City of Soldotna

The Soldotna Regional Sports Complex has been a bot topic at Soldotna City Council meetings. On the agenda for this week’s meeting, at 6 p.m. Wednesday, the council will discuss the COVID-19 operating plan for the facility.

At the council’s last meeting, Aug. 26, council members voted on renovations to the 37-year-old building. The city is moving forward on a phased plan to rehab the facility. City Manager Stephanie Queen says the first phase is updates to the function of the building. 

“It’s a suite of improvements that are really a lot of deferred maintenance at our sports center,” Queen said. “We’ve gotten a lot of life out of that facility. It’s an aging facility. The administration had a small group that got together and worked with some design professionals to identify some projects that could really improve the functionality of that space for the users and for our staff there.”

Soldotna Chamber of Commerce

The Soldotna City Council’s three hours of debate Wednesday raised every nuance imaginable regarding the liability, practicality and morality of allowing large events on city property this summer but did not produce a policy going forward.

The city is struggling to decide how best to protect public health in preventing the spread of COVID-19 while still allowing commerce and community in the city’s most popular park.

In past summers, Wednesday night concerts, community festivals — pretty much any time there was music, a beer garden, food trucks and vendor tents, thousands of people crowded into Soldotna Creek Park.

This year, the Centers for Disease Control recommends limiting large events to 250 people, with proper signage, social distancing, hand sanitizing and personal protective equipment. But limiting entry to Soldotna Creek Park, in the heart of downtown, is difficult, as the perimeter is about as defensible as Swiss cheese.

Parks Director Andrew Carmichael warned the council to expect whatever attendance cap they might set to be exceeded.

“How do you track 1,000 people or (what) do you say to the second 700 people that show up on Wednesday, because all they heard was the blurb that it was out — ‘Wednesday music is happening.’ That’s a guaranteed 2,000 people with weather like this — boom,” he said. “… We saw 80 percent capacity in our campgrounds over Memorial Day because Alaskans could get out.”

The effort to establish a borough-wide commission on sustainability and climate resilience is gaining broader support coming up to the assembly’s vote on it.

The Kenai Peninsula Borough Assembly is scheduled to consider whether to establish the commission during its June 16 meeting. The commission would be charged with advising the assembly and administration on goals like reducing waste, improving energy efficiency in buildings and transportation, and increasing local clean energy use, and work with borough staff and communities to plan for adaptations to environmental changes, among other goals. The commission would have nine members representing the various regions of the borough and four at-large seats appointed by the mayor and approved by the assembly.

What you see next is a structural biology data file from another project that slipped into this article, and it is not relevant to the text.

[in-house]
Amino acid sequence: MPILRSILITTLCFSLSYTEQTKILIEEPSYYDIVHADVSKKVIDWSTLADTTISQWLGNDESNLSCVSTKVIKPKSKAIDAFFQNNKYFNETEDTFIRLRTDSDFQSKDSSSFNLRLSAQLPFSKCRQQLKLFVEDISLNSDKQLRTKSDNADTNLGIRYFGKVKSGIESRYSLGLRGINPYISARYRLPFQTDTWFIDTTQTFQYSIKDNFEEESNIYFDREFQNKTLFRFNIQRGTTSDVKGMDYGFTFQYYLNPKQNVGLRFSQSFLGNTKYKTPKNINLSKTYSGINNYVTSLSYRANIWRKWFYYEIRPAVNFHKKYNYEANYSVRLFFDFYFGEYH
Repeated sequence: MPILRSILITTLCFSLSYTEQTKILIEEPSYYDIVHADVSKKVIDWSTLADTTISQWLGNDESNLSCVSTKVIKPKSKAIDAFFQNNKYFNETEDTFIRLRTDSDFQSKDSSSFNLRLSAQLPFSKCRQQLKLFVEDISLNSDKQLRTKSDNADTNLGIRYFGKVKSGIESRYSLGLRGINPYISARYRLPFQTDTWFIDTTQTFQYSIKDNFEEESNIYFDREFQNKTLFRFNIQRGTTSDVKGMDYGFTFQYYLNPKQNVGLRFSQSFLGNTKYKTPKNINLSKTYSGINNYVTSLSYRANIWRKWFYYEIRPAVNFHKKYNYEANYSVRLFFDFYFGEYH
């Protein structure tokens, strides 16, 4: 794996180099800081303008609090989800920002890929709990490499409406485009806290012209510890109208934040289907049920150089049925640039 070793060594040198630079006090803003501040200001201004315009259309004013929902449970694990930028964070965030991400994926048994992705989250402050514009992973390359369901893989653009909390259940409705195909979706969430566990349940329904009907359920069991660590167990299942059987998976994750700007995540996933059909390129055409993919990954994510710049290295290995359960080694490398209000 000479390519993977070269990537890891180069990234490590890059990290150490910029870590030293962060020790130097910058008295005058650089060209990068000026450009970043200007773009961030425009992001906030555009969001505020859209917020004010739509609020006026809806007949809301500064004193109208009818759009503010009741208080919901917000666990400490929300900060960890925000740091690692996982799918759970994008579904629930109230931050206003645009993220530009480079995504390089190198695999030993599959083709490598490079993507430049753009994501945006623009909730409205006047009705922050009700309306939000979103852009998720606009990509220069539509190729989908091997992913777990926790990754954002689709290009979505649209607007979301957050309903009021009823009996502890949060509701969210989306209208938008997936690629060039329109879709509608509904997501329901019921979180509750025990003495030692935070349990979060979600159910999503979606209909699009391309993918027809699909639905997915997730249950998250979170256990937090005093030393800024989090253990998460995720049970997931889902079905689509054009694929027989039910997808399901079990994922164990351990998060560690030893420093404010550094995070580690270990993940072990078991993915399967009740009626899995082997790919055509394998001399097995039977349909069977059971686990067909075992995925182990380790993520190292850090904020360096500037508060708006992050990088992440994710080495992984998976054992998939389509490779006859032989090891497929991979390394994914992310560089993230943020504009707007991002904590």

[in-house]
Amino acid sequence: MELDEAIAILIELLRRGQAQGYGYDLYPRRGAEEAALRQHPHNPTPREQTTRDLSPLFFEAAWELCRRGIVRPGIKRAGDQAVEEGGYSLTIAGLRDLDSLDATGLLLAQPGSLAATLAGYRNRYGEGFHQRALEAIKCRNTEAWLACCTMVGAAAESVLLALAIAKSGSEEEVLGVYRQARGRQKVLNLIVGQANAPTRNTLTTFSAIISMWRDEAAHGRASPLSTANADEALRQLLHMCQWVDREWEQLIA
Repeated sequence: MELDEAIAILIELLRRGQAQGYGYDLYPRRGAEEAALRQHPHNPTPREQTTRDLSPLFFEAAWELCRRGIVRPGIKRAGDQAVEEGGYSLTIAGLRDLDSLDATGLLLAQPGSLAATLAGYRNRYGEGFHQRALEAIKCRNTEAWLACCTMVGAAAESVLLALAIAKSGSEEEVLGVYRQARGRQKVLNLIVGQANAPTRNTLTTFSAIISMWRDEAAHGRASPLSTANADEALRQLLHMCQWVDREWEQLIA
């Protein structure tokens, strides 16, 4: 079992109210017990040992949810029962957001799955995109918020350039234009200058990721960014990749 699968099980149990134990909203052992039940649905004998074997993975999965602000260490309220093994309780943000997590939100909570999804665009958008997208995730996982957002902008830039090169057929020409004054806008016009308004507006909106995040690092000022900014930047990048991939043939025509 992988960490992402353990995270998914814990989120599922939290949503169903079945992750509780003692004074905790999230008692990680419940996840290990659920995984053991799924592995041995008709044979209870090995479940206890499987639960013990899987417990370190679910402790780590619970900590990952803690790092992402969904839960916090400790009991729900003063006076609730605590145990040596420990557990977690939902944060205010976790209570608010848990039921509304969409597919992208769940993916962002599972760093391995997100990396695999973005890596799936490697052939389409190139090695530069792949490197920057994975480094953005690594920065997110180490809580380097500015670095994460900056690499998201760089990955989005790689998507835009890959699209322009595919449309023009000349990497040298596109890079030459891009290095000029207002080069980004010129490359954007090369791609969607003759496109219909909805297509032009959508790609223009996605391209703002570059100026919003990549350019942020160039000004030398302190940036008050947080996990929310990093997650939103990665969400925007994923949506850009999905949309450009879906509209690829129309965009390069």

City of Soldotna

Soldotna Memorial Park will see an expansion this spring, after the city council voted unanimously Wednesday to appropriate $300,000 on a design and construction project.

The cemetery was constructed in 2011 and expanded in 2015. There's plenty of space for cremains burials and the columbarium for cremains is only half full. But city Manager Stephanie Queen reported that there are no more standard plots left in the veterans section and not many available in the public areas.

"The demand continues to be high. We're at a point where we're now ready, and I would say it's fairly critical that we move forward with this next stage of expansion," Queen said.

At Wednesday night’s Soldotna City Council meeting, the policy governing the resurrected Mini-Grant program was approved, along with establishing a sub-committee to review proposals and make recommendations.
    The funding for the city’s mini-grants was cut in 2015, but replaced in the current Fiscal Year 2020 budget.
    The sub-committee will be made up of two city council members, the city clerk and two other administration employees. They will be appointed by the mayor and approved by the council.

After a summer and fall of meeting on Thursdays, the Soldotna City Council voted last week to revert to Wednesday for its regular council meetings.
    The council voted this summer to move from Wednesday because it coincided with the Levitt Amp Soldotna Music in the Park series. Many council members wanted to attend the concerts, and so the meetings were moved.
    The change back to Wednesday was suggested by Vice Mayor Paul Whitney because of certain conflicts on Thursdays peculiar to the fall and winter.

        The annexation debate surrounding the city of Soldotna is now in the hands of the state legislature and Local Boundary Commission.

The city council voted unanimously last (Thurs) night to approve an ammended annexation plan and direct the city manager to submit it to the state for consideration.

City Hall was again filled with potential Soldotna citizens decrying the annexation process as unfair and suggesting last night's vote be further postponed because of next week's municipal elections and the recent death of Mayor Nels Anderson.

Annexation vote on Soldotna Council agenda tonight

Sep 26, 2019